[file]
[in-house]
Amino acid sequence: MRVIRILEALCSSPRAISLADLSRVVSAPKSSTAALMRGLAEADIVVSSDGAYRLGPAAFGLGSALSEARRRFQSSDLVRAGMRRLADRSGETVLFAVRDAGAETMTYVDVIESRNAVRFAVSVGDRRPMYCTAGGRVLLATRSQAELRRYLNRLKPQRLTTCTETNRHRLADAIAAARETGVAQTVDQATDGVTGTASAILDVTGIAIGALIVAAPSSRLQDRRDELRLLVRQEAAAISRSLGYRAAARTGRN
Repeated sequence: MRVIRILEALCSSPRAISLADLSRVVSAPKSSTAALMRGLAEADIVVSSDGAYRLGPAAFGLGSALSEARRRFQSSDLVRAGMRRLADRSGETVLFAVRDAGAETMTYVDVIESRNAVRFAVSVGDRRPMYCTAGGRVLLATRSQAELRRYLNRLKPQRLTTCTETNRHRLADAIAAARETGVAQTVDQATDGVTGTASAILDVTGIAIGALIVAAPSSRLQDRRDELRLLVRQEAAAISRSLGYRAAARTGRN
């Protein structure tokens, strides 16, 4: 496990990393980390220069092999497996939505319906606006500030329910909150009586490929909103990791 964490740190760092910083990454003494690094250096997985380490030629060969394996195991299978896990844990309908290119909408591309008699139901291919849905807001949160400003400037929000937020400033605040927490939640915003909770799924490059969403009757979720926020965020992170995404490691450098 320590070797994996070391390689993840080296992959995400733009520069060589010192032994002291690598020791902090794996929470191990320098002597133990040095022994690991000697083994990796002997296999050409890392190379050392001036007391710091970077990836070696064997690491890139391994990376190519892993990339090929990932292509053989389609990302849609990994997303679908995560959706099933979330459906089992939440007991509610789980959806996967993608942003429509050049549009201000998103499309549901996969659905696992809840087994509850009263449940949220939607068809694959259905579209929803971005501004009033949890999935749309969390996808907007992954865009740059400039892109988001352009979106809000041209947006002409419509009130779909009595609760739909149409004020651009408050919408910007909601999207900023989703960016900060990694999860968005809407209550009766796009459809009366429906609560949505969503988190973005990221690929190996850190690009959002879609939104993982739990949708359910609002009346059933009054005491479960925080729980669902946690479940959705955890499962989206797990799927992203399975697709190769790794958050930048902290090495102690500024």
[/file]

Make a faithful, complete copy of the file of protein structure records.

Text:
[in-house]
Amino acid sequence: MRVIRILEALCSSPRAISLADLSRVVSAPKSSTAALMRGLAEADIVVSSDGAYRLGPAAFGLGSALSEARRRFQSSDLVRAGMRRLADRSGETVLFAVRDAGAETMTYVDVIESRNAVRFAVSVGDRRPMYCTAGGRVLLATRSQAELRRYLNRLKPQRLTTCTETNRHRLADAIAAARETGVAQTVDQATDGVTGTASAILDVTGIAIGALIVAAPSSRLQDRRDELRLLVRQEAAAISRSLGYRAAARTGRN
Repeated sequence: MRVIRILEALCSSPRAISLADLSRVVSAPKSSTAALMRGLAEADIVVSSDGAYRLGPAAFGLGSALSEARRRFQSSDLVRAGMRRLADRSGETVLFAVRDAGAETMTYVDVIESRNAVRFAVSVGDRRPMYCTAGGRVLLATRSQAELRRYLNRLKPQRLTTCTETNRHRLADAIAAARETGVAQTVDQATDGVTGTASAILDVTGIAIGALIVAAPSSRLQDRRDELRLLVRQEAAAISRSLGYRAAARTGRN
């Protein structure tokens, strides 16, 4: 496990990393980390220069092999497996939505319906606006500030329910909150009586490929909103990791 964490740190760092910083990454003494690094250096997985380490030629060969394996195991299978896990844990309908290119909408591309008699139901291919849905807001949160400003400037929000937020400033605040927490939640915003909770799924490059969403009757979720926020965020992170995404490691450098 320590070797994996070391390689993840080296992959995400733009520069060589010192032994002291690598020791902090794996929470191990320098002597133990040095022994690991000697083994990796002997296999050409890392190379050392001036007391710091970077990836070696064997690491890139391994990376190519892993990339090929990932292509053989389609990302849609990994997303679908995560959706099933979330459906089992939440007991509610789980959806996967993608942003429509050049549009201000998103499309549901996969659905696992809840087994509850009263449940949220939607068809694959259905579209929803971005501004009033949890999935749309969390996808907007992954865009740059400039892109988001352009979106809000041209947006002409419509009130779909009595609760739909149409004020651009408050919408910007909601999207900023989703960016900060990694999860968005809407209550009766796009459809009366429906609560949505969503988190973005990221690929190996850190690009959002879609939104993982739990949708359910609002009346059933009054005491479960925080729980669902946690479940959705955890499962989206797990799927992203399975697709190769790794958050930048902290090495102690500024």